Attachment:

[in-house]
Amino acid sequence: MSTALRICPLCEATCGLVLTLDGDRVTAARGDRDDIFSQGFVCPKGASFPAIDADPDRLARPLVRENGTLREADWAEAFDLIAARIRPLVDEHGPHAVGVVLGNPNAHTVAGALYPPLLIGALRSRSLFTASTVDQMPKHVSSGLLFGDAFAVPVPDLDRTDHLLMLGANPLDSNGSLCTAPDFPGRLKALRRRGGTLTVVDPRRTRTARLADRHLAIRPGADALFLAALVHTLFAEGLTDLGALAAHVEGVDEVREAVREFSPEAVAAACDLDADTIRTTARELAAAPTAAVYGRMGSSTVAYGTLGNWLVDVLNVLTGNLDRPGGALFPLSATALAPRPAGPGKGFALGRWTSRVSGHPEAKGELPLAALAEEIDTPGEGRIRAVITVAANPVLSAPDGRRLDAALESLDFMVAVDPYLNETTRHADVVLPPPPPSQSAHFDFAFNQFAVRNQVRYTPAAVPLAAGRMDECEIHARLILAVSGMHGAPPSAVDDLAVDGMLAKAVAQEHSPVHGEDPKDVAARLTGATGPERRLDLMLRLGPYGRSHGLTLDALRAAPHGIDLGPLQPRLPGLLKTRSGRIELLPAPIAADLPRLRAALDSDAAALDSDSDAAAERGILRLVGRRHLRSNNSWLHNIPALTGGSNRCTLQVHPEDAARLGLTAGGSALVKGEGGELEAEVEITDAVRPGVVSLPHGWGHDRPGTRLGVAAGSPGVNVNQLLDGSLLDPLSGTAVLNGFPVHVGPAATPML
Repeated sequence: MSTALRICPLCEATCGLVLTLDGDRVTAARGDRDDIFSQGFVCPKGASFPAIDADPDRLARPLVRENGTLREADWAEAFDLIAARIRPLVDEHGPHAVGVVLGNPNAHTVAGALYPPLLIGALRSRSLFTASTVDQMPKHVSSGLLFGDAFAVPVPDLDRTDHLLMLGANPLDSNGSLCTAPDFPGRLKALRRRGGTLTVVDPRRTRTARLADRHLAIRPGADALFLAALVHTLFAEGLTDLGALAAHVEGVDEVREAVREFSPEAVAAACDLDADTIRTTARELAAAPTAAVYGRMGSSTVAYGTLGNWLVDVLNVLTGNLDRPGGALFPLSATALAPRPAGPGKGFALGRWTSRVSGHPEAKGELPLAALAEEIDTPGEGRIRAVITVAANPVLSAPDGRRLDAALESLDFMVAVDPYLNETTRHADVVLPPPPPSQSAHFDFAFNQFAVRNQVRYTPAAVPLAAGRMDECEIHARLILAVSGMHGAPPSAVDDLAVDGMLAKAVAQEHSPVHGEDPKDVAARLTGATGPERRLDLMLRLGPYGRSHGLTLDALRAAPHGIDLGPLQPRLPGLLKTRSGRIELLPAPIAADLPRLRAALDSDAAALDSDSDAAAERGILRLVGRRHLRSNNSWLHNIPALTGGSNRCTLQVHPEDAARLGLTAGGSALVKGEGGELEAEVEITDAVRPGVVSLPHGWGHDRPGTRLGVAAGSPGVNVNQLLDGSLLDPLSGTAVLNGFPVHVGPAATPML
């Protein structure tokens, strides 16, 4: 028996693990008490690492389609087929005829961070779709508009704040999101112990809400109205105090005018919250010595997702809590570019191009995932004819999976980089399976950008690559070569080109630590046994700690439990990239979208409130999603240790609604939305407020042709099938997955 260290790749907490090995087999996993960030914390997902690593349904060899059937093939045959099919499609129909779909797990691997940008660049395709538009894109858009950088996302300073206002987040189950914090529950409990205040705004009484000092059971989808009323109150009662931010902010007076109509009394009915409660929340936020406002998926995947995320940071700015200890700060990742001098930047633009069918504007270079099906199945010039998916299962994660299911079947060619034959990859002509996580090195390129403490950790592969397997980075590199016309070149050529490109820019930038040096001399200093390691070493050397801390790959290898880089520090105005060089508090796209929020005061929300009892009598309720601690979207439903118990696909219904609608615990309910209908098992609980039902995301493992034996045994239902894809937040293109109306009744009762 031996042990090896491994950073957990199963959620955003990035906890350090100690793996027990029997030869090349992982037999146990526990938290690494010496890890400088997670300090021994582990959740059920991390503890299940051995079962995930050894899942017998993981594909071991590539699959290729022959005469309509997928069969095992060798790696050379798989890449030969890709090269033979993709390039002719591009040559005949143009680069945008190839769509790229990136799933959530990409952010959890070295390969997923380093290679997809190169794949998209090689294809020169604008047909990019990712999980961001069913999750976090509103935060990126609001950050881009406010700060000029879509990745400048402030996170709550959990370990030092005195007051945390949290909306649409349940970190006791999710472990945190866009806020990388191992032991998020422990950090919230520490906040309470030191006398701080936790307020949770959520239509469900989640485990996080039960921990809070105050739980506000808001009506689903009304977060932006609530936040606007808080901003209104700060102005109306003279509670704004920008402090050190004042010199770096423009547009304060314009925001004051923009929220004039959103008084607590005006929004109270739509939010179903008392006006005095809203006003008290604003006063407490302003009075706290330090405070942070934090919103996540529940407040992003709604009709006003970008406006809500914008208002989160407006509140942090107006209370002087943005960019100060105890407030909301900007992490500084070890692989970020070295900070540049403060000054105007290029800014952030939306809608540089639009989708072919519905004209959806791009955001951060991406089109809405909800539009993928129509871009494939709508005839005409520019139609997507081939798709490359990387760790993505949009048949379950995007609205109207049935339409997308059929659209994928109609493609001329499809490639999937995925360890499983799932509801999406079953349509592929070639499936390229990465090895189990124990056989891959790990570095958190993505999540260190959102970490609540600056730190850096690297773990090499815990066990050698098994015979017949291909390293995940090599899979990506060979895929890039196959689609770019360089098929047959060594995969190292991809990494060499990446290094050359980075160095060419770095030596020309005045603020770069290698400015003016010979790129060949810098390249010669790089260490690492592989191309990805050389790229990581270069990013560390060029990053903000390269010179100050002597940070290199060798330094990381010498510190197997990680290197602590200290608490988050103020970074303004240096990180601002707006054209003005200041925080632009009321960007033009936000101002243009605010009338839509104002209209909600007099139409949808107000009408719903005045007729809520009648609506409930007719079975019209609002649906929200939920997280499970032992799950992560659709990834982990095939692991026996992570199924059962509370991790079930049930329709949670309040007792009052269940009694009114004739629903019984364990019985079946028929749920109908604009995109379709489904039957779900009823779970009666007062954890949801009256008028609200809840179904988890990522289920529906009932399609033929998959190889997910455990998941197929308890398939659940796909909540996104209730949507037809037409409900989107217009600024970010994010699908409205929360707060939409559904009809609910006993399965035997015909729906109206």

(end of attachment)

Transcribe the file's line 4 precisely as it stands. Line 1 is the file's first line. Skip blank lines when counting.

């Protein structure tokens, strides 16, 4: 028996693990008490690492389609087929005829961070779709508009704040999101112990809400109205105090005018919250010595997702809590570019191009995932004819999976980089399976950008690559070569080109630590046994700690439990990239979208409130999603240790609604939305407020042709099938997955 260290790749907490090995087999996993960030914390997902690593349904060899059937093939045959099919499609129909779909797990691997940008660049395709538009894109858009950088996302300073206002987040189950914090529950409990205040705004009484000092059971989808009323109150009662931010902010007076109509009394009915409660929340936020406002998926995947995320940071700015200890700060990742001098930047633009069918504007270079099906199945010039998916299962994660299911079947060619034959990859002509996580090195390129403490950790592969397997980075590199016309070149050529490109820019930038040096001399200093390691070493050397801390790959290898880089520090105005060089508090796209929020005061929300009892009598309720601690979207439903118990696909219904609608615990309910209908098992609980039902995301493992034996045994239902894809937040293109109306009744009762 031996042990090896491994950073957990199963959620955003990035906890350090100690793996027990029997030869090349992982037999146990526990938290690494010496890890400088997670300090021994582990959740059920991390503890299940051995079962995930050894899942017998993981594909071991590539699959290729022959005469309509997928069969095992060798790696050379798989890449030969890709090269033979993709390039002719591009040559005949143009680069945008190839769509790229990136799933959530990409952010959890070295390969997923380093290679997809190169794949998209090689294809020169604008047909990019990712999980961001069913999750976090509103935060990126609001950050881009406010700060000029879509990745400048402030996170709550959990370990030092005195007051945390949290909306649409349940970190006791999710472990945190866009806020990388191992032991998020422990950090919230520490906040309470030191006398701080936790307020949770959520239509469900989640485990996080039960921990809070105050739980506000808001009506689903009304977060932006609530936040606007808080901003209104700060102005109306003279509670704004920008402090050190004042010199770096423009547009304060314009925001004051923009929220004039959103008084607590005006929004109270739509939010179903008392006006005095809203006003008290604003006063407490302003009075706290330090405070942070934090919103996540529940407040992003709604009709006003970008406006809500914008208002989160407006509140942090107006209370002087943005960019100060105890407030909301900007992490500084070890692989970020070295900070540049403060000054105007290029800014952030939306809608540089639009989708072919519905004209959806791009955001951060991406089109809405909800539009993928129509871009494939709508005839005409520019139609997507081939798709490359990387760790993505949009048949379950995007609205109207049935339409997308059929659209994928109609493609001329499809490639999937995925360890499983799932509801999406079953349509592929070639499936390229990465090895189990124990056989891959790990570095958190993505999540260190959102970490609540600056730190850096690297773990090499815990066990050698098994015979017949291909390293995940090599899979990506060979895929890039196959689609770019360089098929047959060594995969190292991809990494060499990446290094050359980075160095060419770095030596020309005045603020770069290698400015003016010979790129060949810098390249010669790089260490690492592989191309990805050389790229990581270069990013560390060029990053903000390269010179100050002597940070290199060798330094990381010498510190197997990680290197602590200290608490988050103020970074303004240096990180601002707006054209003005200041925080632009009321960007033009936000101002243009605010009338839509104002209209909600007099139409949808107000009408719903005045007729809520009648609506409930007719079975019209609002649906929200939920997280499970032992799950992560659709990834982990095939692991026996992570199924059962509370991790079930049930329709949670309040007792009052269940009694009114004739629903019984364990019985079946028929749920109908604009995109379709489904039957779900009823779970009666007062954890949801009256008028609200809840179904988890990522289920529906009932399609033929998959190889997910455990998941197929308890398939659940796909909540996104209730949507037809037409409900989107217009600024970010994010699908409205929360707060939409559904009809609910006993399965035997015909729906109206």